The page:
Besides that, the bridge made it to Copenhagen without damage and was erected successfully at the conference. It proved very popular with the conference attendees, becoming packed with business cards by the end of the second day and successfully demonstrating the capabilities of computational design and collaboration to the wider business.
“Our team was made up of people with different skills sets and backgrounds, who were unified by a desire to create something unique. The bridge was a success because all team members contributed their technical expertise, yet listened to and challenged each other to continually improve and refine the design.
This project shows that having the right mix of people with a passion for a common goal can generate great design in a short period of time.”– Sarah Ord, Project Manager
“The Transport and Buildings teams collaborated seamlessly, bringing our respective strengths together created a more complete and superior design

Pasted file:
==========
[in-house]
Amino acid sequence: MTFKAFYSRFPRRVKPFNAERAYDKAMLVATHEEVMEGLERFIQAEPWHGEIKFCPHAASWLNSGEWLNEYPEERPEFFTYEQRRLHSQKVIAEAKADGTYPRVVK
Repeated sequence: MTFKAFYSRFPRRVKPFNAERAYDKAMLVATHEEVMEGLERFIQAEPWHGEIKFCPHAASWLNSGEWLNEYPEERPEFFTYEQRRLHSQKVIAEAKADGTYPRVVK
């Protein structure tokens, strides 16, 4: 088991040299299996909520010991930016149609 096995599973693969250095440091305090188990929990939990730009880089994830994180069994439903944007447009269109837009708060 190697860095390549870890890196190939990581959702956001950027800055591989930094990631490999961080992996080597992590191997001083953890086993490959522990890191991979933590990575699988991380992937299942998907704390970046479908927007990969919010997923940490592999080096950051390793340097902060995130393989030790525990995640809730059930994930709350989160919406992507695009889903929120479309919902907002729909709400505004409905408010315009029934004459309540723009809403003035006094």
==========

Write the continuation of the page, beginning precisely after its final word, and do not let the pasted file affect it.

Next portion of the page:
“The use of parametric modelling and rapid prototyping and manufacture released the team’s time to concentrate on the creative design of the bridge through swift iterations. Designing and building the bridge in one month would not be possible without this approach”– Ollie Wildman, Director
“I worked on the structural analysis of the bridge ensuring that the design was robust enough to stand and carry the applied loads. It was great to have worked on such an innovative project and of course it could not have been done without this amazing and passionate team. Overall it was a brilliant experience and I am looking forward to work on similar stuff in the future!”– Neophytos Yiannakou, Bridge Engineer
“Parametric modelling has enabled quick optimisation and adjustment of the bridge geometry, making it easier to model and analyse. In a short period of time we were ready to print and test a first prototype, which has been key to meet the project deadline